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A Craniotomy With Exenteration: Procedure and Risks

written by: A. Jitesh • edited by: Leigh A. Zaykoski • updated: 8/9/2010

Craniotomy with exenteration is usually performed in case of advanced cancers of the eye and orbit and certain brain tumors. It is usually performed when simple surgical removal or irradiation is not possible. This procedure should always be followed by rehabilitation of the patient.

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    Cranium is the medical terminology for the bones of the skull. The brain is lodged inside the cranium. Craniotomy is an operative procedure that involves dealing with any pathology involving the brain through an opening in the cranium. Exenteration is a major procedure in which all the contents of a body cavity are removed. In most cases, it deals with the removal of the eye, also known as orbital exenteration.

    Craniotomy is performed for orbital exenteration in which the entire eyeball, orbital soft tissues and some or all of the eyelids is removed. It is technically a very challenging procedure. It is done when cancer of the orbital contents cannot be treated by simple removal or irradiation.

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    Indications for Craniotomy with Exenteration

    1. Removal of brain tumor like meningiomas.
    2. Removal of mucocoeles (slow growing tumors) in the frontal sinus.
    3. Orbital exenteration in case of cancers of the eye and orbit.

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    Preoperative investigation

    This is done for diagnosis of the condition.

    1. CT scan
    2. MRI
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    Preoperative preparation

    1. Medication is given to ease anxiety before the surgery.
    2. Routine blood tests are done.
    3. The patient should not eat or drink anything after midnight the day of surgery.
    4. The scalp is shaved just before the operation.

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    Procedure

    1. Craniotomy with exenteration is performed under general anesthesia.
    2. An incision is made at the nape of the neck around the bone at the back of neck (occipital bone) or a curved incision is made in front of the ear that arches above the eye. The incision is made as far as the thin membrane covering the skull.
    3. The scalp has a rich blood supply so any bleeding vessels should be sealed off by the surgeon.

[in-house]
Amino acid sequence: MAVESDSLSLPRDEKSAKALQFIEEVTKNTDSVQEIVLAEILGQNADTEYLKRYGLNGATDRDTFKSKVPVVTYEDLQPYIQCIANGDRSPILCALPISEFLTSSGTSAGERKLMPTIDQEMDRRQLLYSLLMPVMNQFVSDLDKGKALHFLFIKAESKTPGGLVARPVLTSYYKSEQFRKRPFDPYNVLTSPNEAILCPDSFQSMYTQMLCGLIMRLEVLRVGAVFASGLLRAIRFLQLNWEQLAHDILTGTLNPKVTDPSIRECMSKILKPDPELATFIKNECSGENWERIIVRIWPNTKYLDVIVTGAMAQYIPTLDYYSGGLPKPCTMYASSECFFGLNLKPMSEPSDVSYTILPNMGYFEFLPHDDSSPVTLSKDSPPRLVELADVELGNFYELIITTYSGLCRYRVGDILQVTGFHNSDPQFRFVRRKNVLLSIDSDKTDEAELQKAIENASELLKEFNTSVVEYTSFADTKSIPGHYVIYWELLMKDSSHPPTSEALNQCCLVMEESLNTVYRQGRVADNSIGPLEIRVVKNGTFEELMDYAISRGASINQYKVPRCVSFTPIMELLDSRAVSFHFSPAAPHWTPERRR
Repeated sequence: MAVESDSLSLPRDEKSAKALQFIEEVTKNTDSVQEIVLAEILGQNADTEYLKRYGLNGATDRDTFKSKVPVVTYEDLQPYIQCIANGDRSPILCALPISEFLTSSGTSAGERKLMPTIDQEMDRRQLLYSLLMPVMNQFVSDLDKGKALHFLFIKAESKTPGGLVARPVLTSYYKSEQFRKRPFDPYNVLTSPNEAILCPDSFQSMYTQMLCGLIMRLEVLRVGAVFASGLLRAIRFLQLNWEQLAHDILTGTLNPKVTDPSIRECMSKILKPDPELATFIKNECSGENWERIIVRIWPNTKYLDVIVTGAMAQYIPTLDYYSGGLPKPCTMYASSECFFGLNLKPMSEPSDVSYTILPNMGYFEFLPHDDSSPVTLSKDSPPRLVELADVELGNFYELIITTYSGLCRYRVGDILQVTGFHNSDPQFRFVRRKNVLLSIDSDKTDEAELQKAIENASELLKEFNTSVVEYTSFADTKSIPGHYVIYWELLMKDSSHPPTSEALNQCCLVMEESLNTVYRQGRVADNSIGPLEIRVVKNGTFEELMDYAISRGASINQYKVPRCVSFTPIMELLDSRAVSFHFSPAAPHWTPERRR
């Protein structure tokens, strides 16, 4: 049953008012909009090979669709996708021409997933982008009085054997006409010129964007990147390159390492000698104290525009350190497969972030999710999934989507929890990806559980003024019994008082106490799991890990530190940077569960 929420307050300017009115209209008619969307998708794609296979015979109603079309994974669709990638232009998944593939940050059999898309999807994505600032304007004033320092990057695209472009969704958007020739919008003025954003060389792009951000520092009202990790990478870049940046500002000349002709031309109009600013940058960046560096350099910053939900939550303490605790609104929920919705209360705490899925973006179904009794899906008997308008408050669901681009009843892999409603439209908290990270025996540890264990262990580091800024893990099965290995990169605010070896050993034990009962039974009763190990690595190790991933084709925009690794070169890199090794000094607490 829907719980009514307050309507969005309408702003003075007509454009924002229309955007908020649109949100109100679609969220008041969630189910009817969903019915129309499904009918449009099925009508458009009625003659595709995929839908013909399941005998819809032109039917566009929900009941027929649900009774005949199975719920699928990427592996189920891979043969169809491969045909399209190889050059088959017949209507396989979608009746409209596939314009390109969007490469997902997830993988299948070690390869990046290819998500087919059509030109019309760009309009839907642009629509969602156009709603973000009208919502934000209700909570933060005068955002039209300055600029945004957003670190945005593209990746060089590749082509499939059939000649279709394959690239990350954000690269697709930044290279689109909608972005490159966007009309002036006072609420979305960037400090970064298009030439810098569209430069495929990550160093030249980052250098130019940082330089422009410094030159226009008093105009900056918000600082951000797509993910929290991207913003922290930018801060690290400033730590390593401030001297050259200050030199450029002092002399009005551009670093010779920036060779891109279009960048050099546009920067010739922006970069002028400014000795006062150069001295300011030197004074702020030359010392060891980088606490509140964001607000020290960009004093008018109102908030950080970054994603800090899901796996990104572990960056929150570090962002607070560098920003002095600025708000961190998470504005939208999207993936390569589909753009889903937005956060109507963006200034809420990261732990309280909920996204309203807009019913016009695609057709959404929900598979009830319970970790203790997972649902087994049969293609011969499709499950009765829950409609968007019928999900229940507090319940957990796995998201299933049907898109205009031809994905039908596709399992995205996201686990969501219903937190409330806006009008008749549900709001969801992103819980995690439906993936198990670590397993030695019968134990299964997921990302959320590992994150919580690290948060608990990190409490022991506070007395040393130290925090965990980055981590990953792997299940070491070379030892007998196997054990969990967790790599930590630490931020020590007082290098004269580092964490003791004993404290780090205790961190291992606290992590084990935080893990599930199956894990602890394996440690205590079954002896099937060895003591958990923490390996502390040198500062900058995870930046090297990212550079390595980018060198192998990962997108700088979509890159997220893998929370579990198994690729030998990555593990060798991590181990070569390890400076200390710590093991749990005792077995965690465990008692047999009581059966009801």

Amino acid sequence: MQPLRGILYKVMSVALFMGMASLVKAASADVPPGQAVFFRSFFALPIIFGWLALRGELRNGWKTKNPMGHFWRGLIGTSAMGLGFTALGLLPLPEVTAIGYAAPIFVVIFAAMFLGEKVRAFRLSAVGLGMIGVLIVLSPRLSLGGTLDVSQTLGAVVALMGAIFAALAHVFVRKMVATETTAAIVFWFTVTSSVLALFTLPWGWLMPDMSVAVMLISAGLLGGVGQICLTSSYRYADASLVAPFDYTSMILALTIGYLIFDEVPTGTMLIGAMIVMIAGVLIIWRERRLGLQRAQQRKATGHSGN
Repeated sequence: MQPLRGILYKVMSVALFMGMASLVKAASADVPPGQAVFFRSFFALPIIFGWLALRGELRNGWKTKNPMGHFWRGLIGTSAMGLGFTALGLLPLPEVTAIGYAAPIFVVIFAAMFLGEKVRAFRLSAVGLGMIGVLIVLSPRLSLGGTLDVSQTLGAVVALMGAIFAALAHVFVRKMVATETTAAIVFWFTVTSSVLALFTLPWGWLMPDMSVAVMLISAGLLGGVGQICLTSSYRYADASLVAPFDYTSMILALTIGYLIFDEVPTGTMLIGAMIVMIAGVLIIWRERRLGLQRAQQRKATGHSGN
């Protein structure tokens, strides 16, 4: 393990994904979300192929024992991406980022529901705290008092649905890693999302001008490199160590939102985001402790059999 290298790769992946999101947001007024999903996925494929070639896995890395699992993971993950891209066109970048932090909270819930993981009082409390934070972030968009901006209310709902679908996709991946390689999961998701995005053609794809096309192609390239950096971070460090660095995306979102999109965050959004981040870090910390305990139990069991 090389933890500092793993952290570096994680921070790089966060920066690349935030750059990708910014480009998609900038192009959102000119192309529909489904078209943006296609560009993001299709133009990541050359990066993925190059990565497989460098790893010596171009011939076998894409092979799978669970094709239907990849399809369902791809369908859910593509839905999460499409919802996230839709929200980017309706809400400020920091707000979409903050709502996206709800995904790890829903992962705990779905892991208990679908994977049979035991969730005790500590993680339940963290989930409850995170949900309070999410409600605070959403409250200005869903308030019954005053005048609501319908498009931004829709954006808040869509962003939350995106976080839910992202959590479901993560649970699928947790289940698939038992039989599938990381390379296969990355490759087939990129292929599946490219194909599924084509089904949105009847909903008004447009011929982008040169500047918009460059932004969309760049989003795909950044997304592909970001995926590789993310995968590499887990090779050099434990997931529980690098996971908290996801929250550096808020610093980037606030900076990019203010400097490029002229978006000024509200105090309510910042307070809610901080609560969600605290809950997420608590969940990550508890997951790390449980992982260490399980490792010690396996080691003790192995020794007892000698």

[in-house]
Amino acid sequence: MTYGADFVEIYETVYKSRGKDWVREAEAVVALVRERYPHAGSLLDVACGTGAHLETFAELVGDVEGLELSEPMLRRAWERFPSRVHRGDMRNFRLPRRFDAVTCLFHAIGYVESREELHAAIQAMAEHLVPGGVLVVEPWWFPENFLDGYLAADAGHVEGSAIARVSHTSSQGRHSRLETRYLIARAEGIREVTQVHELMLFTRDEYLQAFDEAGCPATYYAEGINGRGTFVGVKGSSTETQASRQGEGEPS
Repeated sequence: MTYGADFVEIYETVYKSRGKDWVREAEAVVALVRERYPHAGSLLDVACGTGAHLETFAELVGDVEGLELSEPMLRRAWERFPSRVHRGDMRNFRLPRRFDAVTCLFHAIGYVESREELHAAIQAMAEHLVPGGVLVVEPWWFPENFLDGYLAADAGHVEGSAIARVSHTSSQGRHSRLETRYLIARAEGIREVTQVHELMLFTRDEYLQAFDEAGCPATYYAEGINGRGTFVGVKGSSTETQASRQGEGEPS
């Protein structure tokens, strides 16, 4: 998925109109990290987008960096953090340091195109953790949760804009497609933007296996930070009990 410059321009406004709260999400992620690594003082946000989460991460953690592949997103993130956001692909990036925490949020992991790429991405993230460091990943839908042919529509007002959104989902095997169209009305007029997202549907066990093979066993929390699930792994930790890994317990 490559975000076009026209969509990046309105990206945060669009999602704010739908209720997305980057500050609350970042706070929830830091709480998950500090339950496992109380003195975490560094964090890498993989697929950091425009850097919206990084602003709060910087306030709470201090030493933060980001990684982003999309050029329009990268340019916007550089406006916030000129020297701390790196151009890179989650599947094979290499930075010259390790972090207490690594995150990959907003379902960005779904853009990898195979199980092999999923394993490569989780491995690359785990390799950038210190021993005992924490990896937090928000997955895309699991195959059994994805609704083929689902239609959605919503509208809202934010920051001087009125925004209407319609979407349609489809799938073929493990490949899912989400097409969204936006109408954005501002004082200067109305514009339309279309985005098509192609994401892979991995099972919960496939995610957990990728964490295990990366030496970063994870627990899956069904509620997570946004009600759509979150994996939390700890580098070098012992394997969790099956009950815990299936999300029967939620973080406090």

4. The skull bone is exposed by folding back the scalp tissue.
    5. A pattern of holes is drilled through the cranium using a high speed drill.
    6. A fine wire saw is used to connect the holes till a segment of bone (bone flap) can be removed. This gives access to the brain and surgery can be proceeded inside the brain.
    7. After the procedure is completed, the bone is replaced and secured into position with soft wire. Membranes, muscle and skin are sutured into position.

    Though it is an elaborate procedure, craniotomy with exenteration is sometimes the only way to eliminate the cancer and prevent it from recurring. After the surgical site has healed, the patients can be fitted with an ocular prosthesis (plastic eye). Many patients prefer to wear an eye patch. Later, facial prosthesis can be attached to the facial skeleton.

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    After care

    1. The patients' pupils are tested and mental status is assessed after anesthesia.
    2. Breathing exercises are started shortly after surgery to clear the lungs.
    3. Medication is started to prevent pain, swelling and seizures. In case of orbital exenteration, eye ointment containing antibiotics and steroids is prescribed to help the healing process.
    4. Patients are usually hospitalized for 5 to 14 days after surgery.
    5. Bandages on the skull are removed and replaced regularly.
    6. The sutures on the skull are removed but the soft wire used to reattach the removed part of the skull is permanent and requires no further attention.
    7. Full recovery may take upto 2 months since patients feel fatigued till 8 weeks after surgery.

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    Risks

    1. Bleeding and blood clots.
    2. Retention of fluid in the brain causing swelling.
    3. Unintended injury to normal nerve tissues.
    4. Damage to normal brain tissue and loss of normal brain function like memory impairment, deafness, numbness, paralysis, double vision or loss of sense of smell.
    5. Growth of an abnormal orbital cyst.
    6. Chronic throbbing orbital pain.
    7. Sinusitis.
    8. Ear problems.
    9. Recurrence of malignancy.

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    References

    1. Encyclopedia of Surgery
    2. An Atlas of Orbitocranial Surgery by Bryant A. Toth, Robert F. Keating
    3. Surgical Atlas of Orbital Diseases by Mallajosyulla
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